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Lind Chapter 8 Solutions

Lind Chapter 8 Solutions - CB 349 CHAPTER EIGHT Page 349...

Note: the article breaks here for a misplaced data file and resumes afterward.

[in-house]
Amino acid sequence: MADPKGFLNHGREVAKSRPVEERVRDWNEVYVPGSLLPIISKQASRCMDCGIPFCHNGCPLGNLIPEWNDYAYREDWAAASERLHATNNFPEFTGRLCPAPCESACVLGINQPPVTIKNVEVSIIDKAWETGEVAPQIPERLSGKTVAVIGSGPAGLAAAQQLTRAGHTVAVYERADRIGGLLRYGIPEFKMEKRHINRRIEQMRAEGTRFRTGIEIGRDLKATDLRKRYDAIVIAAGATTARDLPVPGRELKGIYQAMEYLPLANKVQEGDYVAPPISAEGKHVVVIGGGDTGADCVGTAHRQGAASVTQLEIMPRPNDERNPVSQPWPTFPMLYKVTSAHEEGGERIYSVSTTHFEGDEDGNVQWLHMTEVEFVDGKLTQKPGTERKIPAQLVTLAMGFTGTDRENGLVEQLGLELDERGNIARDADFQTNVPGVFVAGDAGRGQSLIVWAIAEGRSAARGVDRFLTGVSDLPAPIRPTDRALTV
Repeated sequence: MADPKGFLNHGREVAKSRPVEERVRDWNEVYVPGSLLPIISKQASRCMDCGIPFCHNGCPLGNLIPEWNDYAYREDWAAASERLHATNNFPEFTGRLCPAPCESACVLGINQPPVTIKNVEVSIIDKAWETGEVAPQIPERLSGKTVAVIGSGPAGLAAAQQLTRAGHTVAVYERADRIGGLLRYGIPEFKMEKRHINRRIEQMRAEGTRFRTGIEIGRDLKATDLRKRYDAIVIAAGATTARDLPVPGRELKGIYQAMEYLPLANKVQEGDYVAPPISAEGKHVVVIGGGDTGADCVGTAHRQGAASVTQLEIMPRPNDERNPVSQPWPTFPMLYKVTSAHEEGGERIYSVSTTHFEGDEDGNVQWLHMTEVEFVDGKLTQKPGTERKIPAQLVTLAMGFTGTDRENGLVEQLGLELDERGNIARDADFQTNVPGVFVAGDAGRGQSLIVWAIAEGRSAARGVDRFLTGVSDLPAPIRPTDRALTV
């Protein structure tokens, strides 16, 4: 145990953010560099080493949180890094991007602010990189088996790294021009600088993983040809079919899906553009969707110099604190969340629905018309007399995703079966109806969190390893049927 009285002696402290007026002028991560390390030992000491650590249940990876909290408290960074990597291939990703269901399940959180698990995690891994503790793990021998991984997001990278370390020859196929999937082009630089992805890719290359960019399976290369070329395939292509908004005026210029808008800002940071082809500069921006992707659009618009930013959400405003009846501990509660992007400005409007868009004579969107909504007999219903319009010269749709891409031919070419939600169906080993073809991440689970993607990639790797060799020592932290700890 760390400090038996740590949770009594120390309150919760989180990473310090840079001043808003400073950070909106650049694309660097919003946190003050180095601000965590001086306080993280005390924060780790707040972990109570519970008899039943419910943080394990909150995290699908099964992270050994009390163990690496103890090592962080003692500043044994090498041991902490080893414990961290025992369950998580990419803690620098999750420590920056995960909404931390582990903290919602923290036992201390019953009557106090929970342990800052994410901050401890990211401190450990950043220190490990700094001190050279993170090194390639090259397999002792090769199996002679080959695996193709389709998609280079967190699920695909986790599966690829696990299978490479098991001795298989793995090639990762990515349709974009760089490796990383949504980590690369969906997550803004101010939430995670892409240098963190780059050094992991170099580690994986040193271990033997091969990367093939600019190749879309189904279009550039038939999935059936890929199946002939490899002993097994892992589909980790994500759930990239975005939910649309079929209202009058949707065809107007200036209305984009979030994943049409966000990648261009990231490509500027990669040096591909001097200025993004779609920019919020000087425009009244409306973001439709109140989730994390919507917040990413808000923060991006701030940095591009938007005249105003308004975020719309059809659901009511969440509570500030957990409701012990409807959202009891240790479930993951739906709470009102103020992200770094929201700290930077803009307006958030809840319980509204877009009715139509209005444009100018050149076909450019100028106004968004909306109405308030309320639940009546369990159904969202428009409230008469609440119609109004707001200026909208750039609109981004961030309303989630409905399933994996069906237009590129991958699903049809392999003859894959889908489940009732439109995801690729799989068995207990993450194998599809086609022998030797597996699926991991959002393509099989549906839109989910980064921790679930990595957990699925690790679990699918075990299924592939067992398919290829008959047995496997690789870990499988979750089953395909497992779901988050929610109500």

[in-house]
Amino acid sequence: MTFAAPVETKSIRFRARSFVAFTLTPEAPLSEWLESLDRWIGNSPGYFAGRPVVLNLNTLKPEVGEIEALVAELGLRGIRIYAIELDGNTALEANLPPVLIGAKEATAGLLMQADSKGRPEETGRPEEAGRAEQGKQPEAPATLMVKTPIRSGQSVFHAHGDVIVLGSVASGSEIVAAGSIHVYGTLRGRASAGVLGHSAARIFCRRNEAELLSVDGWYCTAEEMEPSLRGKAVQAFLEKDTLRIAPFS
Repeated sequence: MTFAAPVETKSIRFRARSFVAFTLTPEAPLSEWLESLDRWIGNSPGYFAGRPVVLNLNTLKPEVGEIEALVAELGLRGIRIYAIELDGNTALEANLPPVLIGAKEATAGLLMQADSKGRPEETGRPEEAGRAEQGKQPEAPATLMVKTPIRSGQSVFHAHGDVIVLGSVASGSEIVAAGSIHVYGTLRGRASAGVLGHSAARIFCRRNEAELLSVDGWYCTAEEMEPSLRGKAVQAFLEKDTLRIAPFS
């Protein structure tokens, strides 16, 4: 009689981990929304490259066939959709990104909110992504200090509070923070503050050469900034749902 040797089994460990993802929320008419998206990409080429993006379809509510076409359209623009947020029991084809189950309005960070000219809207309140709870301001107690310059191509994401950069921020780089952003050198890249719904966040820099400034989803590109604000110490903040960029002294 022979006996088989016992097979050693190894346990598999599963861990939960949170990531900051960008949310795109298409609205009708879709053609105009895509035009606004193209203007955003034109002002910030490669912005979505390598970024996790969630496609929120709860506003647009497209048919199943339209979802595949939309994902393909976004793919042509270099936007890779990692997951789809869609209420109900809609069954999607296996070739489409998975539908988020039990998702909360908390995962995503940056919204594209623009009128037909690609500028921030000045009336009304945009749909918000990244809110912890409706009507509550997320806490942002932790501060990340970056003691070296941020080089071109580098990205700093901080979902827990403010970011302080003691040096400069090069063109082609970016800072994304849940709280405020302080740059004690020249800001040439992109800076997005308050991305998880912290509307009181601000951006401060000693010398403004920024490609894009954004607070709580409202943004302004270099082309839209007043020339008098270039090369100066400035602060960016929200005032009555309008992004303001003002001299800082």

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Unformatted text preview: CB 349 CHAPTER EIGHT Page 349: PROBLEMS 1(a). Assets Cash First, we must consider the extent to which §§ 736(a), 751(b) and 731 are applicable. Since the partnership is one in which capital is a material income- producing factor, A's share of the receivables and unstated appreciation on the goodwill are within § 736(b). Thus, accepting the valuation of the assets, A's § 736(b) amount is $18,000, 1/3 of the value of all of the assets. Only the $2,000 premium payment is a § 736(a) payment. Because the § 736(a) amount of $2,000 is to be paid without regard to partnership income, it is a guaranteed ayment under § 736(a)(2), treated as $2,000 ordinary income to A and a $2,000 § 162 deduction to the partnership that passes through $1,000 each to B and C. As a result of the deduction, B and C each will reduce their outside basis to $11,000. Cf. §§ 707(c) and 705(a)(2)(A). The premium also reduces the value of B‘s and C‘s interests to $17,000 each. Turning to § 736(b), § 751(b) applies because A receives all § 741 assets and no § 751 receivables. Since his interest in the receivables is worth $3,000, A has a phantom distribution of $3,000 of receivables with a zero basis and $3,000 of ordinary income on the constructive sale. The partnership transfers cash and recognizes no gain, and it acquires the receivables with a $3 ,000 cost basis. On the distribution of the remaining $15,000 of cash, A reduces his remaining $12,000 outside basis to zero and recognizes $3,000 LTCG under § 731(a)(1). The partnership recognizes no gain on the cash distribution. Since no § 754 election is in effect, no § 734(b)(1)(A) adjustment is made to the partnership's assets. The final balance sheet of the partnership will be: Partners' Capital A.B. F.M.V. A.B. F.M.V. $4,000 $4,000 B $ 11,000 $17,000 ’A/C Rec. 3,000 9,000 C 11,000 17,000 Cap. Asset 9,000 15,000 Goodwill 3,000 6,000 19 000 S 34,000 $ 22;000 3 34;@§ The answers above accepted the valuation of the assets and resulted in a $2,000 § 736(a) payment. The regulations provide that the valuation of assets arrived at by the partners in an arm's length agreement generally will be regarded as correct. Reg. § 1.736-l(b)(1) & (3). This rule opens the possibility for the partners to shift distributions between § 736(b) and § 736(a) through favorable valuations. For example, if the partners agreed that the goodwill were worth $3,000 then the premium and the § 736(a) payment would be $5,000. A would have more ordinary income and B and C would receive larger deductions. That might be a favorable result if A had other deductions to offset the additional income or B and C were in higher tax 116 1(b). LIQUIDATING DISTRIBUTIONS CB 349 brackets than A. Thus, despite the attempt by Congress in § 736(b)(2) and (3) to limit the flexibility of partners to characterize payments under § 736, it seems that mutually favorable valuations of assets may still be used to obtain tax benefits under § 736. The problem assumes that the goodwill is not an amortizable § 197 intangible. If it had been amortized, prior amortization deductions would be § 751(c) unrealized receivables that would have to be accounted for in the § 751(b) exchange. A secondary issue is whether a partnership could have self-created goodwill (i.e. , goodwill that is not amortizable) that has a basis. Our sense is that the term "goodwill" in § 736 is not synonymous with "goodwill" under § 197(d)(1)(A). We believe the term is broader under § 736 and could include various § 197 intangibles. For example, a customer-based intangible or a supplier-based intangible under § 197 would be within the concept of goodwill in § 736. Thus, we have included goodwill with basis in the partnership's balance sheet to illustrate some of the rules under § 736. Since substantially all of the income of the partnership consists of fees for services rendered by the partners, A is a general partner in a services partnership. Thus, neither A's share of the receivables nor A's share of the appreciation on the goodwill (since there is no designation of the goodwill) is within § 736(b). §736(b)(1), (2) and (3). See Reg. § l.736—1(b)(2) and (3). Thus, A's § 736(b) amount is $14,000, 1/3 of the value of the cash, the capital assets, and the basis in the goodwill, or 1/3 of $24,000 plus $15,000 plus $3,000. The remaining $6,000 that A receives ($20,000 less $14,000) is 3 § 736(a) amount, essentially made up of $3,000 of receivables, $1,000 of goodwill, and $2,000 of premium payments. The premium payment will reduce the value of B's and C's interests to $17,000 each. The § 736(a) amount of $6,000 is to be paid without regard to the partnership income and therefore it is a guaranteed payment under § 736(a)(2), taxable as ordinary income to A and deductible to B and C (the partnership). As a result of the deduction, B and C will indirectly reduce their outside bases to $9,000. Cf. §§ 707(c) and 705(a)(2)(A). Turning to § 736(b), § 751(b) is inapplicable because there are no inventory items. Technically, the receivables are inventory but they have been classified under § 736(a)(2). Final] , A will receive $14,000 of cash under § 731. Since his outside basis is 12,000 he will recognize a $2,000 LTCG under § 731(a)(1). The partnership recognizes no gain on a transfer of cash and in the absence of a § 754 election, makes no § 734(b) adjustment to the bases of its assets. Thus A will recognize $6,000 of § 736(a)(2) ordinary income and $2,000 of LTCG under § 731(a)(1). The partnership (B and C) will have $6,000 of ordinary deductions. See § 736(a)(2). The final balance sheet of the partnership is: CB 349 CHAPTER EIGHT Assets Partners' Capital A.B. F.M.V. A.B. F.M.V. Cash $4,000 $ 4,000 B $ 9,000 $ 17,000 A/C Rec. 0 9,000 C 9,000 17,000 Cap. Asset 9,000 15,000 Goodwill 3,000 6,000 22 000 m m m 1(c). This question considers the timing of the recognition of the income and deductions under the facts of Problem (b), above. Since the payments are fixed in amount, $14,000/$20,000 or 7/10 of each payment is treated as a § 736(b) payment. Reg. § 1.736-1(b)(5)(i). The other 3/ 10 of each payment is treated as a § 736(a) payment. Thus, on receipt of the first $10,000, A has $3,000 of ordinary income under § 736(a)(2), and B and C each have a $1,500 § 162 ordinary deduction with a concurrent reduction in their outside bases. Cf. §§ 707(c) and 705(a)(2)(A). The other $7,000 of the initial payment is within 736(b). Under that section, A can either treat the first $7,000 as a recovery of his outside basis, or he can elect to prorate his eventual § 731(a)(1) gain. Reg. § 1.736-1(b)(6). If he elects to prorate, 12/14 (the ratio of his outside basis ($12,000) to the total § 736(b) amount ($14,000) of $7,000, or $6,000 is a recovery of capital and $1,000 is a § 731(a)(1) LTCG. As to each of the succeeding ten $1,000 payments, 3/ 10 of them, or $300 is a § 736(a)(2) guaranteed payment taxed as ordinary income to A and deductible ($150 each by B and C). As to the other $700 amount received each year, if A uses Reg. § 1.736-l(b)(6) and spreads his gain, he has $100 of LTCG in each year. If A does not prorate his § 731(a)(1) gain, he will have a recovery of capital on the first $12,000 of § 736(b) payments ($7,000 in year one, $700 in each of the next 7 years and $100 in the 9th year), followed by $600 of § 731(a)(1) gain in year 9 and $700 of § 731(a)(1) gain in each of the succeeding two years. 1(d). If A has a $16,000 basis for his interest and no special inside basis, A‘s § 736(a)(2) and § 736(b) amounts would still each make up 30% and 70% of each payment, respectively, for the reasons explained in Problem (c), above. Thus, on receipt of the § 736(a)(2) payments, A has $3,000 of ordinary income in the first year and $300 of ordinary income in each of the next ten years, with B and C each having concurrent $1,500 and $150 deductions and indirect bases reductions. Under § 736(b), A has a $2,00010ng-term capital loss under § 731(a)(2), which he would either recognize in the final year of payments or which he could elect to spread over the 11 year period. Reg. § 1.736-1(b)(6). If he so elects, A has a $1,000 LTCL in year one and a $ 100 LTCL in each of the succeeding 10 years; if not, he has a $2,000 capital loss at the end of the eleventh year. 118 1(e). 1(f). 2(a) . LI Q UIDATING DISTRIBUTIONS CB 349-350 If the amount in Problem (b), above, is not " fixed," then under Reg. § 1.736—1(b)(5)(ii), an open transaction analysis is used. Payments received are first treated as § 736(b) payments followed by § 736(a), payments. The $10,000 A receives in the first year constitutes a $10,000 recovery of capital. The $1,000 received in each of the two succeeding years is also a recovery of capital. In each of the following two years A recognizes $1,000 of LTCG under § 731(a)(1). Up to this point, in the absence of a § 754 election there are no consequences to the partnership. In each of the next six years, under § 736(a)(1) A has $1,000 of profits (characterized by the profits), leaving only $9,000 profits in each of those six years to be taxed to B and C. If there is a specific provision for the goodwill and A receives a $20,000 lump sum payment, the goodwill will be included as § 736(b) property. § 736(b)(2)(B). In that event A's total § 736(b) property is worth $15,000 and his § 736(a)(2) amount is $5,000. As a result, A has $5,000 of ordinary income under § 736(a)(2) and a $3,000 § 731(a)(1) LTCG. B and C each have a $2,500 deduction and an indirect $2,500 reduction in their outside bases. In the absence of a § 754 election, they have no other consequences. A would prefer such a provision in his agreement because it would reduce his ordinary income with a corresponding increase in his LTCG. B and C would prefer the result in (b), above, because it would give them a greater § 162 deduction. Since this is a pro rata distribution of partnership assets to A, neither § 736(a) nor § 751(b) applies. First, A receives the receivables in kind and not as "payment" for the receivables. Nor does A receive any premium payment. Second, § 751(b) is inapplicable because A receives his share of both § 751 and § 741 assets. Thus, we turn to the § 731 and § 732 rules to determine the tax consequences to A, B, and C. Under § 731(a)(1) A recognizes no gain, and under § 731(a)(2) he recognizes no loss. Under § 732(b) the cash uses up $10,000 of his $13,000 outside basis. The remaining outside basis is allocated under § 732(c)(1) to the inventory. Thus A receives: Assets A.B. F.M.V. Cash $10,000 $10,000 Receivables 0 5,000 Inventory 3,000 5 ,000 There are no consequences to the partnership under § 731(b). Its final balance sheet is: '\‘\. 1" “I: J \V \ i", \\ Q\ .\\ CB 373-391 CHAPTER EIGHT distributions occurring after January 19, 2005. Thus, the effect of revoking Rev. Proc. 2004—43 and issuing new regulations will be to grandfather prior transactions under the mixing bowl rules. Whatever the confusion, the result in the Rev. Rul. 2004—43 is certamly defensible from a policy perspective. If C and D had contributed Asset 2 directly to the AB partnership the mixing bowl rules would have applied. Why should the result be different if the property is transferred via a merger? The analysis in Rev. Rul. 2004—43 also raises one planning issue. The ruling makes clear that Asset l and Asset 2 are treated differently under the mixing ‘ bowl rules because the AB partnership survives the merger. This suggests the possibility of structuring a merger between partnerships to achieve the best results under the mixing bowl rules (e.g. , assets with the smallest amounts of gain or taxpayers in the best tax position (with other losses or paying the lowest marginal rates) being subject to the rules) by planning which partnership will survive the merger. For example, if the partners in Rev. Rul. 2004—43 decided that it would be advantageous for the CD partnership to survive the merger, that partnership could transfer additional assets to ensure that it is the resulting partnership. This and other planning strategies are discussed in Lohnes & Schmalz, "Controversial Ruling Requires Gain to be Recognized on Distributions from Merged Partnership," 101 J. Tax'n 71 (2004). The Lohnes & Schmalz article also discusses the potential effect of Rev. Rul. 2004-43 on an assets-over division of a partnership. For those wishing to read more on the Revenue Ruling 2004-43 controversy, see Gary, "Officials Defend Partnership Anti-Mixing-Bowl Ruling," 103 Tax Notes 788 (2004); Jones, "Semantics and Substance in Partnership Mergers," 104 Tax Notes 1523 (2004); Lipton, "IRS Ruling Creates Tax Controversy for Partnership Mergers, " 73 Prac. Tax Strategies 93 (2004); Rubin & Macintosh, "Partnership Mergers, the Anti—Mixing-Bowl Rules, and Rev. Rul. 2004-43: How Could the IRS be so Wrong?," 104 Tax Notes 739 (2004); Sheppard, " News Analysis: Added Sugars in the Partnership Built-in Gain Rules," 104 Tax Notes 595 (2004); Simmonds, "Practitioners Request Withdrawal of Partnership Merger Guidance," 104 Tax Notes 399 (2004); Stratton, "Officials Higdhiight Recent, Forthcoming Partnership Guidance," 103 Tax Notes 1329 (2 ). Page 390: . PROBLEMS 1(a). This question involves the application of § 708(b)(1)(B). As a result of D's sale, there is a sale of 50% of capital and profits interests (of C and D) within a 12 month period and § 708(b)(1)(B) applies. Under Reg. § 1.708-1(b)(4), the old partnership would contribute its assets to a new partnership, and the new partnership interests would be distributed to A, B, E and F. Under § 731, no gain or loss would be recognized by the partners and, under § 732(b), A and B would each have a $4,000 basis in their new partnership interest, and E and F would each have a $6,000 basis in their ?fiEF partnership interest. The new partnership's balance sheet would be as o ows: Assets Cash A 000 Acct. Rec. 8,000 8,000 6 000 Inventory 8,000 12,000 E 6,000 6,000 F 6 000 1(b). Assets Cash LIQUIDATING DISIRIBUT IONS CB 391 Partners' Capital A.B. F.M.V. A.B. F.M.V. $ 4,000 $ 4,000 $ 4,000 $ 6, 4,000 , 6,000 m m m m Where there is a § 754 election, E and F each may take advantage of a § 743(b) upward adjustment to their inside bases. See Rev. Rul. 86-73, 1986- 1 CB. 282. E and F are each allowed a $1,000 § 743(b) upward adjustment to their inside bases in their assets. The amount of the adjustment is the excess of their $6,000 outside basis over their share of partnership's inside bases. Their share of inside basis is equal to their interests in the partnership's previously taxed capital which would be $5,000 ($6,000 of cash they would receive on a sale of all assets for cash followed by a liquidation of the partnership less their $1,000 share of gain in the inventory). See § 1.743- 1(d)(1) and (2). Under § 755 the full adjustment goes to the inventory, the only appreciated asset, because E and F would be each allocated $1,000 of ordinary income in a hypothetical sale of the inventory. § l,755-l(b)(3)(i). The ABEF partnership would have the following assets: t Assets A.B. Cash $ 4,000 Acct. Rec. 8,000 Inventory _19_,9_O_Q F M V $ 4,000 8,000 12,000 22 000 $24,000 The old partnership would have a $22,000 basis in the deemed newly formed ABEF partnership under § 722. On liquidation of the old partnership, the partners would not recognize gain or loss under § 731 and would take a § 732(b) basis in the distributed interests with A and B having a $4,000 basis in their interests and E and F having a $6,000 basis in their interests. The newly formed ABEF partnership balance sheet would be as follows: Partners' Capital A.B. F.M V A.B. F.M.V. $4,000 $ $ 4,000 $ 6,000 Acct. Rec. 8,000 Inventory 10,000 4,000 8,000 12,000 6,000 6,000 6,000 3 22:000 S Z4,@ $ 20:000 24 000 There would be no § 734(b)(1)(B) adjustment with respect to the distributions to A and B and no § 734(b)(2)(B) adjustment with respect to the distributions to E and F because § 734 has no application to a complete liquidation of a 135 CB 391 CHAPTER EIGHT partnership. Even if newly formed ABEF made a § 754 election, the flush language at the end of § 734(b)(2) would not change this result because the old partnership is terminated and there is no partnership property to adjust. 1(c). If 21 § 732(d) election were made by E and F, the results to all parties are identical to part (a), above. A § 732(d) election by E and F would be of no consequence. 1(d). The liquidation of a partner's interest can never cause the termination of a partnership. Reg. § 1.708-1(b)(2). In addition, a contribution to a partnership in exchange for an interest in the partnership will not trigger a termination. Id. See McKee, Nelson & Whitmire, 113.03[1][b], [3]. However, the combination might well be recast as a sale or exchange between D and F under § 707(a)(2)(B). 2(a). This problem raises issues related to the McCauslen case. We should first consider that case, where the taxpayer, who had owned a one-half interest in a partnership, purchased the other one-half in a buy-out arrangement on the death of his partner. Within six months, the taxpayer sold the assets of the business and claimed a long-term capital gain using § 735(b). The court stated that there was no dispute as to the basis of the property, but it concluded that one-half of the property was acquired, in essence, by purchase (which resulted in an immediate, § 708(b)(1)(B) termination) and not by a distribution. Therefore § 735(b) was inapplicable to one-half of the gain. Part of the result of this case is questionable. The court breaks the transaction into two separate transactions. When the court treats one-half of the property G "i as acquired by purchase, that one-half should be separated for purposes of - k' g; determining gains. In essence, under § 732(b) the recently purchased one-half / should have its own separate basis providing it with a § 1012 cost basis. The C3”: other one-half interest held long-term and qualifying for § 735 treatment (1 should have a separately computed basis under § 732(b). Consequently, on d’ "" sale of the one-half interest recently purchased there should be gain only to the '—— ”" extent of the post-acquisition appreciation. The court inappropriately simply divided the total gain in half and characterized one-half of it as long-term and the purchased one-half as short-term. (See footnote 3 of the case). A second aspect of McCauslen is the scope of its application. It clearly applies in a liquidating situation to which § 708(b) applies. See Rev. Rul. 99—6, at page 361 of the text. But is McCauslen limited to § 708(b) termination situations? Or does it apply to other liquidating situations and to operating distributions as well, i.e., to any situation where there is a purchase of a partnership interest with an intent within a short period of time to distribute an asset to the purchasing partner in either an operating or liquidating distribution? Cf. Kimbell-Diamond v. Commissioner, 14 T.C. 74 (1950), aff'd per curiam, 187 F.2d 718 (5th Cir. 1951), cert. denied. 342 US. 827 (1951). If it applies to operating distributions, is it limited to a situation where the purchasing partner receives the asset on the distribution with a cost basis as a result of the application of § 743(b) because of either a § 754 election by the partnership or a § 732(d) election by the distributee partner? Perhaps it 136 ...